The Gloss Report: vegan protein powders
1 / 7
Vegan protein powder reviews
Finding a good protein powder can be tricky. Finding a vegan variation, even more so. So this week we reviewed a range and rated them taking into account factors such as taste and texture, also using advice from nutritional therapist, Daniel O’Shaughnessy . In terms of what we should look for, he recommended the following as useful guidelines to bear in mind:
- Contains a non-dairy protein (no whey, casein or egg);
- Has at least 15g of protein per serving;
- Doesn't contain unrecognisable ingredients;
- That the powder be be naturally processed; (an enzyme-based method being good here where natural enzymes are added to, preferably sprouted, plant seeds to remove the protein. “This preserves the most nutrients in the plant and is the cleanest and least processed method,” says Daniel);
- Preferably organic.
With regards to vegan-friendly complete protein sources, not all types are created equal in Daniel's opinion. “A complete protein source is one that provides all of the essential amino acids: histidine, isoleucine, leucine, lysine, methionine, phenylalanine, threonine, tryptophan, and valine,” he explains. “Soy protein is complete (although soy protein is usually not recommended to use due to its possible health risks and the possible GMO issue ), hemp is not complete, rice lacks lysine to make it a complete protein and pea protein has most of the amino acids but is low in tyrosine and methionine,” he outlined for us. “You can combine rice and pea or hemp and pea though to make a complete protein (for a full amino acid profile and higher protein yield).”
With additional advice given to us regarding the best and worst types of sweeteners and additives and potential red flags, we were armed with the information needed to taste, try and test our line-up. How did they rate and how did they compare with others we've tried in the past? Here are our thoughts.
2 / 7
The Nue Co Plant Protein + Gut Food, £50 for 200g
The promise: “Made from real organic foods without binders, fillers, flavourings and unpronounceable ingredients.”
We give it: 9/10
Review: “The only reason this organic sugar-free protein powder doesn’t score a 10 is the price. At £50 for 200g it contains 13 servings which comes out at £4 a pop. On all other counts, I don’t think it has been bettered. It’s a blend of organic pea and hemp, together delivering all nine amino acids, making it a complete protein, and is fortified with prebiotics in the form of inulin as well as a 15 billion strain probiotic.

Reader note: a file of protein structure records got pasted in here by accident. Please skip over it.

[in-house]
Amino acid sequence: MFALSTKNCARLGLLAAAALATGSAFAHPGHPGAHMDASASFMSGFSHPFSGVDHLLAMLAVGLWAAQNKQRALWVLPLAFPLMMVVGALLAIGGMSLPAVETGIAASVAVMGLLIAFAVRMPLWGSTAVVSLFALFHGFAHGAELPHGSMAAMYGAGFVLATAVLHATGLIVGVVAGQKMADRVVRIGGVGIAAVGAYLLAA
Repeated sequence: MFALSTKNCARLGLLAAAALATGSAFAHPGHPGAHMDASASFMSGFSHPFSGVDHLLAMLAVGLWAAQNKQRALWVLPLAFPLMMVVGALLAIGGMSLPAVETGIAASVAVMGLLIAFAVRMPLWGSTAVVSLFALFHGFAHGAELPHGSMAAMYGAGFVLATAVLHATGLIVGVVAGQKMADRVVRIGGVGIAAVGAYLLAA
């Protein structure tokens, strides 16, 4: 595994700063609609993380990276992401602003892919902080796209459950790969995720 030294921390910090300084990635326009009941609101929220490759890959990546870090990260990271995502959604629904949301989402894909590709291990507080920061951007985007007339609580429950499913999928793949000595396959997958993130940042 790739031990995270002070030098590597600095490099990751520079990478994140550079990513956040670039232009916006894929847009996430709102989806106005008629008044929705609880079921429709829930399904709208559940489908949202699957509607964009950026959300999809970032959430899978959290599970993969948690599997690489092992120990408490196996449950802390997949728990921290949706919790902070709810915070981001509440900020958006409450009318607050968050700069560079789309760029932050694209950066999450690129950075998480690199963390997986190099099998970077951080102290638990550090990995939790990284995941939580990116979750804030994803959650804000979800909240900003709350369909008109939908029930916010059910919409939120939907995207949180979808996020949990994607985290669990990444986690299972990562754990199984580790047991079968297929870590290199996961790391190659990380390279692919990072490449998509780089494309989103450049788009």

“As there are no flavourings, thickeners or binders, everything you consume is nutrition – each 15g serving is equivalent to two eggs. Where it really scores highly for me is its mild taste. Pea protein can be overwhelmingly ‘composty’ and in my view combining it with sweeteners (even stevia) and flavourings such as chocolate or berry as so many powders do, just makes it worse. Some protein powders are even too sweet to add you own fruit to. What I like about this one though is that it is a blank canvas (OK, you can taste the pea a bit) which tastes of whatever you want to add. And you’ll probably want to add something even if it’s only cinnamon and a good tasting nut milk. The powder is sold in a dark glass jar to stop light degrading the nutrients and is designed to be used with a teaspoon of one of the three Nue Co boosters – Debloat, Energy and Skin Food (all of which are great and free from anything other than food-based nutrients and contain prebiotics). This is transparent gut-friendly nutrition that is well thought through. A health boost worth the investment.”
3 / 7
Innermost The Health One- Creamy Vanilla, £30 for 600g
The promise: “Crafted to help you rejuvenate, detox and feel brighter all round.”
We give it: 9/10
Review: “Taken at face value in terms of flavour, this vegan protein powder is quite sweet (that’ll be the sucralose), but verrryyy moreish. It doesn’t taste artificial or oddly chalky like many protein powders I’ve tried in the past, and texture-wise it blends into a smoothie easily- not a lump was located no matter how casual my blending. It’s delicious stirred into yogurt too, and it makes the likes of a green juice FAR more palatable.”
“Onto the health credentials, protein wise it contains pea and brown rice for a more ‘rounded’ protein profile, plus some funky mushrooms (you can’t taste these) and glutamine for immunity. Added to the mix are antioxidant bilberries, acai berries and camu camu (also a berry) to help you to fight off free-radicals released during exercise and also whack up your vitamin C intake. It’s free of artificial flavours and colourings and uses sunflower lecithin rather than soy as a thickener, plus it’s GMO-free and comes in at over double the amount of protein recommended as a baseline by our nutrition consultant (31g). As for whether it works, I got to the end of the packet without getting ill and with quick muscle recovery post-workout, give or take the odd achey day and a tight left hip flexor. At £30 for 600g, it’s pretty good value when compared to buying shakes from a gym, and I didn’t always use the full 40g per serving so eeked it out quite a bit. It’s not organic and it does contain the sweetener sucralose, so it’s not quite angel dust, but it’s got a lot going for it regardless.”
4 / 7
Healthista Lean Vegan Diet Protein, Creamy Vanilla, £24.99 for 500g
The promise: “Nutritionally balanced vegan food supplement to assist weight management.”